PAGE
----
Dickens and All Things English

Second Hand Clothing Dealer

Are you watching Downton Abbey? Most of us are enjoying a glimpse into the aristocratic lives of our favorite characters in season three, while the downstairs staff intrigue us with their style of living.

Charles was born 200 years ago. To celebrate, San Francisco presented a bicentennial Dickens fair at the Cow Palace. We interacted with sailors on the London docks, ragpickers in the stews and alleyways, and junk dealers with dented silver from the swells.

My favorite characters were the chimney sweeps, filthy in black clothing, who handed out gold coins for luck (with a picture of Thomas Jefferson on one side and George Washington on the other. Go figure.)

Professional singers and actors and real shops with period merchandise for sale enchanted our senses and brought us a sense of belonging to another time.

Why the craze for all thing English right now? Do you know? And why was the London pickpocket texting on his smart phone?

1 thought on “Dickens and All Things English

  1. One of my favorite and meaningful writings comes from Charles Dickens, where I am reminded to be intentional not to waste my time in this one short life; and I am also reminded to embrace hardships and suffering at times, to become strong, like the steel in the steel mills where I grew up in Western Penna– steel that went through fire to purify it and make it strong. Here are the words of Dicken’s character, David Copperfield:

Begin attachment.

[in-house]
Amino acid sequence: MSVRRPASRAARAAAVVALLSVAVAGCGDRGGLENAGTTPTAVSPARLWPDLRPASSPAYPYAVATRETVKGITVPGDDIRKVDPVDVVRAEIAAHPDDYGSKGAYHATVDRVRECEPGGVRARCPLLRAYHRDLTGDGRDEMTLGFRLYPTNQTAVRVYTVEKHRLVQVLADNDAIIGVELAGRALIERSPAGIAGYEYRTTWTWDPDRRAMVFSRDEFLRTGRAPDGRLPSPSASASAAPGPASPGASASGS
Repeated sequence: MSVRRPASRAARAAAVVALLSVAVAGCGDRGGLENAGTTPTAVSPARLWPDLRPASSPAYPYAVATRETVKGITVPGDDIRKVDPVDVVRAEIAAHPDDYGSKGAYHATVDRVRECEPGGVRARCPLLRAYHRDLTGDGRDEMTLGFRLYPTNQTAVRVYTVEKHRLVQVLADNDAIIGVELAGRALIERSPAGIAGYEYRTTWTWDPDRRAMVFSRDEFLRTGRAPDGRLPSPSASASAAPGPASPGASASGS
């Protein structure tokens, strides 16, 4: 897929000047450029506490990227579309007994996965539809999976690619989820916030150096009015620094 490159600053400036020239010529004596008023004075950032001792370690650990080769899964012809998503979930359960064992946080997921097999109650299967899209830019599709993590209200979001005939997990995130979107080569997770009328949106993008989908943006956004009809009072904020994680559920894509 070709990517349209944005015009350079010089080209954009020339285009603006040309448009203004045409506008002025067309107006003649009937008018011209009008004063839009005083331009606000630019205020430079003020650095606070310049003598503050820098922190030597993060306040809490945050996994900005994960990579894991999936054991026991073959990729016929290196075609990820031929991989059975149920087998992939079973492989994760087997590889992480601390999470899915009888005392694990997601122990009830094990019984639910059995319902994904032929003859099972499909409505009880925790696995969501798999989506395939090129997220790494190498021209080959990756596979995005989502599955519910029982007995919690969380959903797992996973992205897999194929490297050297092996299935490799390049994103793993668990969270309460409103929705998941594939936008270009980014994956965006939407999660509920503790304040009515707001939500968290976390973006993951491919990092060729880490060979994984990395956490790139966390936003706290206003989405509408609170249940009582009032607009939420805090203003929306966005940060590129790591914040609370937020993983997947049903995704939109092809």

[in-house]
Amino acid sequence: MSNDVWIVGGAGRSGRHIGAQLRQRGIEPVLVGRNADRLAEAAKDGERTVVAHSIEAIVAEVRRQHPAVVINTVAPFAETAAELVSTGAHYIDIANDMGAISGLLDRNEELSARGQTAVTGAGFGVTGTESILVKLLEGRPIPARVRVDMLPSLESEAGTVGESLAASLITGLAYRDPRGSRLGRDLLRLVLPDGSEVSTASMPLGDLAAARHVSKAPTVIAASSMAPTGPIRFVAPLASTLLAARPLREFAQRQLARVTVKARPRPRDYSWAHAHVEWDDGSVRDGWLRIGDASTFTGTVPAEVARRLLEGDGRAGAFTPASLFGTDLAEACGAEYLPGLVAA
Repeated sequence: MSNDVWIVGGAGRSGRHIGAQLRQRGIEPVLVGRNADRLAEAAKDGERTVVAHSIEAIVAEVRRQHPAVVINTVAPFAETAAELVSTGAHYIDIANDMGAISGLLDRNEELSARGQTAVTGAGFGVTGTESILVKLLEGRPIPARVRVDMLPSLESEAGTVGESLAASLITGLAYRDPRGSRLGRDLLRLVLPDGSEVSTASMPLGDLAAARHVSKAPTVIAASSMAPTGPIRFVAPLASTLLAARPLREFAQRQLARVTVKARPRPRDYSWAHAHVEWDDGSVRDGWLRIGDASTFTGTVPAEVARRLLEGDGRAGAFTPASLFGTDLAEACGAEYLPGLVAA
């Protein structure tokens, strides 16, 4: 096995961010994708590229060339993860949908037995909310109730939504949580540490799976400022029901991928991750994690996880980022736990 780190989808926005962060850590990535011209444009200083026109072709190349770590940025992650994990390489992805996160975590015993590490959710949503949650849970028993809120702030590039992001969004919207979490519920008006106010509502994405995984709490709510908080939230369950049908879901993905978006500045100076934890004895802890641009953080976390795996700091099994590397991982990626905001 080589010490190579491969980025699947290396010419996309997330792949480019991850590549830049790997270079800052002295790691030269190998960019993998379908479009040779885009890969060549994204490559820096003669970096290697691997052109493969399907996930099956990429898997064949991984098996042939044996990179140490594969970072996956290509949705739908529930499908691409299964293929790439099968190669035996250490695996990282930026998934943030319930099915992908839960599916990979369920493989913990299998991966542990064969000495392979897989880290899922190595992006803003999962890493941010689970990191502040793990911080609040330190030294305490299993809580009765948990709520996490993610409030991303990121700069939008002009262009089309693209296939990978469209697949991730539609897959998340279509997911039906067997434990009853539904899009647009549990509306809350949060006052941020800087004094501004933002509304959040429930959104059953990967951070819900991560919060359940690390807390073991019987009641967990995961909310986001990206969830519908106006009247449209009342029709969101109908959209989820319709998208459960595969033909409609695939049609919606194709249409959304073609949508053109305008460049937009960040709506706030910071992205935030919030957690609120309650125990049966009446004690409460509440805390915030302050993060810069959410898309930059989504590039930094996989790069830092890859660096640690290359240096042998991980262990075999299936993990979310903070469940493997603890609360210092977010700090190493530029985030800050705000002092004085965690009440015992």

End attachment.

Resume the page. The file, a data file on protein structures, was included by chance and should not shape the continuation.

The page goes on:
“What is my life? Is it a series of accidents, or is there a deeper meaning? Waste! Waste! Life asks more of us; demands it! It’s not enough to be talented or beautiful or even simply loving–even simply loving! We must be strong, or else the gifts God sends us into the world with, will just fade and wither in the first cold wind that blows on us. The gift to life: The best steel must go through the fire.”

    Thank you Marilyn, for a delightful and meaningful website! Sincerely, in Christ, Kathleen Ruckman

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